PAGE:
Why go along with FGM when it is known to be harmful?
Those who favour the practice of excision/female genital mutilation often deny its harmful consequences or are stubborn enough to find a way around eventual problems. Indeed, many followers of these practices rationalize their positive attitude by the fact that they have never experienced or seen any of the presumed inconveniences of female genital mutilation. Moreover, some individuals, city natives with higher education, even assert that a good alternative to eradicate these practices would be the promotion of ‘sunna-circumcision’ against other types of female genital mutilation, and the use of modern health facilities. For many of them, they are not mutilating or denying human rights, they are following a cultural tradition, while willing to modify it to avoid hurting their children whom they love and want to see well integrated in the society. Among the bolokoli-kelaw included in our study sample, two who are also midwives claim that they only circumcise girls who are their own or their friends’ relatives. Their services are free, and are meant to prevent these girls from being submitted to a full clitoridectomy or to some malpractices, if they were taken to traditional practitioners. One of these midwives asserted that she is against these practices, and she always tries to convince the parents not to do it, before offering her help. Another practitioner, who is aware of the hazardous nature of the profession, confessed that she is only doing it under the threat of her mother who handed the practice to her, and would curse and reject her if she gives it up. Similarly, many traditional practitioners, made aware and convinced by NGO agents to ‘let down their knives’ and start a new occupation, may resume their practice under social pressures (CNRST 1991). These dissonances in individual behaviours may simply be summed up into ‘it is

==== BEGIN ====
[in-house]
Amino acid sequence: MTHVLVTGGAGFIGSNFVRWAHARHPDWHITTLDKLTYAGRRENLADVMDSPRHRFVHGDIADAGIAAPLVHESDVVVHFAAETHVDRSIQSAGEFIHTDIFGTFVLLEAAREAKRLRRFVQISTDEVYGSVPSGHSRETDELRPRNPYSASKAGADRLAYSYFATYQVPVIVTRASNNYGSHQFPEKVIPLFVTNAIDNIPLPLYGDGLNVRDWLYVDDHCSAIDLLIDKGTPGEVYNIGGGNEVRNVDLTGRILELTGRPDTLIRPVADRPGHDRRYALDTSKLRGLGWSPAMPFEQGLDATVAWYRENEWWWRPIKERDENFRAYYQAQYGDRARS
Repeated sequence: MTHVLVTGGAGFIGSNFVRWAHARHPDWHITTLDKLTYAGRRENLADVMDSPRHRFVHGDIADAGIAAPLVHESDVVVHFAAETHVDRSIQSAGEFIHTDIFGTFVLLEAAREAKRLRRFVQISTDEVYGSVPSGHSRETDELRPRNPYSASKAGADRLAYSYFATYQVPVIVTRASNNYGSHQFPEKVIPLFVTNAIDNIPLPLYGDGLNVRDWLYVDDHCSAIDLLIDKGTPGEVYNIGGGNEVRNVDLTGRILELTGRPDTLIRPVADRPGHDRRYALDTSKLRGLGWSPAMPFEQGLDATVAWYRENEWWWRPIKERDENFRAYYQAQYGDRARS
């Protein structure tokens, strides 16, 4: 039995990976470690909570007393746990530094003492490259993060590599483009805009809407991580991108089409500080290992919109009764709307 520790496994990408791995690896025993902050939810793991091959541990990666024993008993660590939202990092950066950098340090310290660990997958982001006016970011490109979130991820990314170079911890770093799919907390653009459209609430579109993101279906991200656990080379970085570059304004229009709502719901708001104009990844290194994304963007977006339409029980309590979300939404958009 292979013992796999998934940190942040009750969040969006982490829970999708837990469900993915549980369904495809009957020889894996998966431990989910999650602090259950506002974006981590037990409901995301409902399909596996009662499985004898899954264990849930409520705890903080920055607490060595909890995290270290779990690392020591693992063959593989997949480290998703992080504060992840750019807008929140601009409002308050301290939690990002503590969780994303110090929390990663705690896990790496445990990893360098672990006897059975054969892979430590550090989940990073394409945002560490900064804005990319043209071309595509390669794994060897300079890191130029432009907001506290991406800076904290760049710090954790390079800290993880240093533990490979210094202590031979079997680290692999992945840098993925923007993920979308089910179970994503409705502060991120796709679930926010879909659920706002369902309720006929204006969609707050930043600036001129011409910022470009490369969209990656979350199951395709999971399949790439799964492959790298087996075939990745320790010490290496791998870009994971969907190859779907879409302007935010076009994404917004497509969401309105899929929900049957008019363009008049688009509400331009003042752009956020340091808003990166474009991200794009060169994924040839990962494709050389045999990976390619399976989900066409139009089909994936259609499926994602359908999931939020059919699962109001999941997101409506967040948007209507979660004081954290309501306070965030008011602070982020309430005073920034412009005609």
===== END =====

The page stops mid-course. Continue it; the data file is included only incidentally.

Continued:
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hard to say no’ to the rule of norms in Malian society. Furthermore, the price of refusing or confronting the will of the elderly is often perceived as more destructive than putting one’s children through female genital mutilation. That is why many surveys have shown that conformity to tradition is currently the number one justification of this practice.
From the above information you would think that the bottom line of this social system is the mutilation of girls and adult women. So, why bother assisting women with the means of enjoying their sexual life?